Step by Step Guide To Assemble An Engagement Team

By | Engage, Engagement, Facilities, Industry, Leadership, Marketing, Membership, Organizational Health, Tips & Resources, Volunteers | No Comments

Even the best engagement plan fails without the proper backing and follow through. In fact, the number one reason engagement plans aren’t successful is the lack of team commitment to execute  the required initiatives. If you are looking to engage more members and improve member retention, then you’ve probably considered putting a member engagement plan in place. Don’t let your engagement goals languish before they even get started. Here is a step-by-step guide to establish a member engagement team and help rally them around your cause:

Gather your stakeholders: Who are the folks most invested in gaining and keeping members at your organization? Who is in charge of membership, marketing and recruitment of members? Stakeholders need a leadership team member that can champion the cause for member engagement at your organization.  Ideally, stakeholders include representatives from:

  1. Leadership
  2. Marketing
  3. Membership
  4. The frontline
  5. Your volunteer baseyour-engagement-team-deliverable-web copy

Keep in mind your Member Engagement Team may only involve some of these representatives, but they need to be aware that they are responsible for driving member engagement initiatives. Gathering all stakeholders on the front end ensures proper communication later in the process. The Member Engagement Team will be responsible for keeping all the teams they represent in the loop while driving member engagement initiatives forward. Learn more about Engagement Team Roles in this Engagement Team  Fact Sheet.

Take time to establish your goals and objectives. Being specific about your goals helps measure success and stay on track. Are you trying to retain members, gain members, or connect your members to your mission? We all want to achieve these items but it helps to nail down one or two things that will lead to these outcomes and make the most impact with a quick win. By creating one goal and attaching a measurement to it you are creating clarity for your staff by defining priorities.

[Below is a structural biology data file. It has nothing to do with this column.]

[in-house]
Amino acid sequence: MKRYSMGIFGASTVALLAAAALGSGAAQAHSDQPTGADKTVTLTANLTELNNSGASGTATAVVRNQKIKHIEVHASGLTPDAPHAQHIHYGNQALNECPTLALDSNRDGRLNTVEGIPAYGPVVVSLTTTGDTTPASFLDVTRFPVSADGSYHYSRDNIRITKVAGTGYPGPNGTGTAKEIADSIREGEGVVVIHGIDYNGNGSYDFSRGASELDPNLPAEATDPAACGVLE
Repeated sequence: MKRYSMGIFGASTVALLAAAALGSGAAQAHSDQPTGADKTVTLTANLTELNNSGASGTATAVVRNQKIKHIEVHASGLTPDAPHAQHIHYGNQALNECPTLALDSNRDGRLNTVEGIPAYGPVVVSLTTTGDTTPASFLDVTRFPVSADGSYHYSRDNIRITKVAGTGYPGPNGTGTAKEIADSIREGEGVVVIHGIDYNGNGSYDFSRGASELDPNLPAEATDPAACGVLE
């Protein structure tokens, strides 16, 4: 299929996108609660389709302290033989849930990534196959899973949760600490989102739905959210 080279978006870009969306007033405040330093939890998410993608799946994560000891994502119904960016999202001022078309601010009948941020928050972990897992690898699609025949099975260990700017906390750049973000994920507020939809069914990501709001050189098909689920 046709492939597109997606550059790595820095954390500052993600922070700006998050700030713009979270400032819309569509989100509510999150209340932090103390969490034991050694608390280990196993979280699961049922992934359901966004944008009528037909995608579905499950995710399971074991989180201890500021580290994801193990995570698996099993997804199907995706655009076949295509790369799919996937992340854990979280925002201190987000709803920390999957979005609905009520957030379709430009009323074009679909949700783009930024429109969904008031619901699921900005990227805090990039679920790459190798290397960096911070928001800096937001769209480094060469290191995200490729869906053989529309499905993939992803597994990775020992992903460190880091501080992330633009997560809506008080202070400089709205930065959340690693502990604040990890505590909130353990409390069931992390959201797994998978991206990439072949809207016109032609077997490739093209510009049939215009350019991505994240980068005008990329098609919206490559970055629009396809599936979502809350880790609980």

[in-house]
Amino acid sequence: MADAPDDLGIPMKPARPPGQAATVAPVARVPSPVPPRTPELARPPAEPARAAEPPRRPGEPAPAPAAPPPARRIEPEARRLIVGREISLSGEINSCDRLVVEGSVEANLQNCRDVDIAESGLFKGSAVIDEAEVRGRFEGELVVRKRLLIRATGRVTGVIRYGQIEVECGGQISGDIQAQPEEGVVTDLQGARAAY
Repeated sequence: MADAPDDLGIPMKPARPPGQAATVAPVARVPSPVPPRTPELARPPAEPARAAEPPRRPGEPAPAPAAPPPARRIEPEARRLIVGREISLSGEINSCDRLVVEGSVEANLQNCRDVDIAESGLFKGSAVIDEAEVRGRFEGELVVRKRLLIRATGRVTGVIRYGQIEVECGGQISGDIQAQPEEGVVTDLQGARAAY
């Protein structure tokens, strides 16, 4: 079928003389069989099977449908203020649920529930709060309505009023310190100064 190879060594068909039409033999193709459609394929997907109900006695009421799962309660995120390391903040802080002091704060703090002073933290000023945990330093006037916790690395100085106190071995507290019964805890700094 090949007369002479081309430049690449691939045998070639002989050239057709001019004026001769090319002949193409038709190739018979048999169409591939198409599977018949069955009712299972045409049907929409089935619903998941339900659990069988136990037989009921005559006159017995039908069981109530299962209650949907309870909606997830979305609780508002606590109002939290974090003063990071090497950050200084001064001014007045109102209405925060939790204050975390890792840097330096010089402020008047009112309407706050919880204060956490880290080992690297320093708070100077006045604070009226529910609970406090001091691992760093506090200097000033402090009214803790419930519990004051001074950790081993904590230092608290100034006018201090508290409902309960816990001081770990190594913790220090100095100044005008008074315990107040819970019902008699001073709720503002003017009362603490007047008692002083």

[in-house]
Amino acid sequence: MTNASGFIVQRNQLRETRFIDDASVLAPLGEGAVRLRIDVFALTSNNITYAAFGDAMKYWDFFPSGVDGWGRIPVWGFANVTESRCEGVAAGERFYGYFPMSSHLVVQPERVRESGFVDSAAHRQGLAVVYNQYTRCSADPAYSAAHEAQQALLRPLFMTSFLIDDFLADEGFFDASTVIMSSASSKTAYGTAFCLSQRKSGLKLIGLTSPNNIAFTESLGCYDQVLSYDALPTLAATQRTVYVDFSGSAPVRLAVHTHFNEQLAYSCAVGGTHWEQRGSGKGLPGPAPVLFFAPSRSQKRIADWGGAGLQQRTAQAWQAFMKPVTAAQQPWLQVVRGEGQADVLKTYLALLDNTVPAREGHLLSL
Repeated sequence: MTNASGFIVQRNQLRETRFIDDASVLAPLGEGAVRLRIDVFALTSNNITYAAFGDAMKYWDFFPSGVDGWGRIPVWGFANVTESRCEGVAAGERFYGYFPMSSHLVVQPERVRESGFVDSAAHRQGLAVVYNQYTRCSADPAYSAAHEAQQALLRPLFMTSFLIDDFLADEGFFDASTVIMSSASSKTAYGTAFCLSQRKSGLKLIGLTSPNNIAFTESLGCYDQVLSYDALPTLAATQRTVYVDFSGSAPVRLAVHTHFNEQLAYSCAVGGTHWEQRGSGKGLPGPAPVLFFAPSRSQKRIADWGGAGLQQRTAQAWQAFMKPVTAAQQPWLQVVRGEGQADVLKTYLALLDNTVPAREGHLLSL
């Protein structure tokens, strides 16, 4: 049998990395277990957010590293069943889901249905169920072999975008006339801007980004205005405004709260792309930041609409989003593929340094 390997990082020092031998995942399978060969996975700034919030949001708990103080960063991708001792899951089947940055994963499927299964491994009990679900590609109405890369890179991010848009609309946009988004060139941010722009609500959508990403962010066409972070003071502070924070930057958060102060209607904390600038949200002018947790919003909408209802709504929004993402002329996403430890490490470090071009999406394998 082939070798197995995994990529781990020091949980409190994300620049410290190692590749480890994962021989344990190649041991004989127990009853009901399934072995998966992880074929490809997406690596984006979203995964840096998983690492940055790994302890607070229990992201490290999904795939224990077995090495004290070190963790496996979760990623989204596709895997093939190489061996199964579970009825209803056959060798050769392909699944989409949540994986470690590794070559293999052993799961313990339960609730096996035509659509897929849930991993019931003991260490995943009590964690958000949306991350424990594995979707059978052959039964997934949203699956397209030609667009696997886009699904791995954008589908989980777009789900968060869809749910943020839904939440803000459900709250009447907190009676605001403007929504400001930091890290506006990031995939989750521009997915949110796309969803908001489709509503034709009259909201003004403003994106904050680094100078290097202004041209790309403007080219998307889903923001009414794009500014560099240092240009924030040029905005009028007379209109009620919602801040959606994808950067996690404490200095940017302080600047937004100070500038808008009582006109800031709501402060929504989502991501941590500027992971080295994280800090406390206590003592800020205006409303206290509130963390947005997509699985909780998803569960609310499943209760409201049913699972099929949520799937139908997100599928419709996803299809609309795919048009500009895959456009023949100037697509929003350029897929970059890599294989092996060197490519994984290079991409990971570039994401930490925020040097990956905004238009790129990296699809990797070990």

Establish a baseline and a way to measure progress. Once you have a goal in mind it is important to measure your success. By establishing a benchmark from your current status, you can measure your success incrementally based on when you want to achieve your goals.

For example, the team at the YMCA of Florida’s First Coast had a goal to engage more members by having quality in-person conversations. They decided to focus on increasing in-person conversations as a percentage of total check ins. They established a baseline that their staff was having meaningful conversations with 3% of check ins. They wanted to more than double their quality conversations to 7% of check ins. By creating a clear goal and maintaining a laser-focus on one metric, the YMCA of Florida’s First Coast achieved dramatic improvement to 7,000 monthly in-person conversations across their organization!

Once goals are set, everyone at the organization needs to be very clear on when and how they will be measured. Setting attainable goals at the beginning gives a firm foundation for growth and expanded achievement plans. For example, for the first three months an organization will work to reach 5% of all check ins with a quality in-person conversation. Once that is reached, up it to 7%.

Assign Tasks.  Once you meet with the team to discuss overarching goals and define first steps, you must assign tasks. This is where each representative may consider involving other team mates. Break down your one measurable up-front goal into specific steps. If your goal, like the YMCA of Florida’s First Coast, is to have more in-person conversations and to monitor the quality of those conversations, you are going to need to establish the following processes: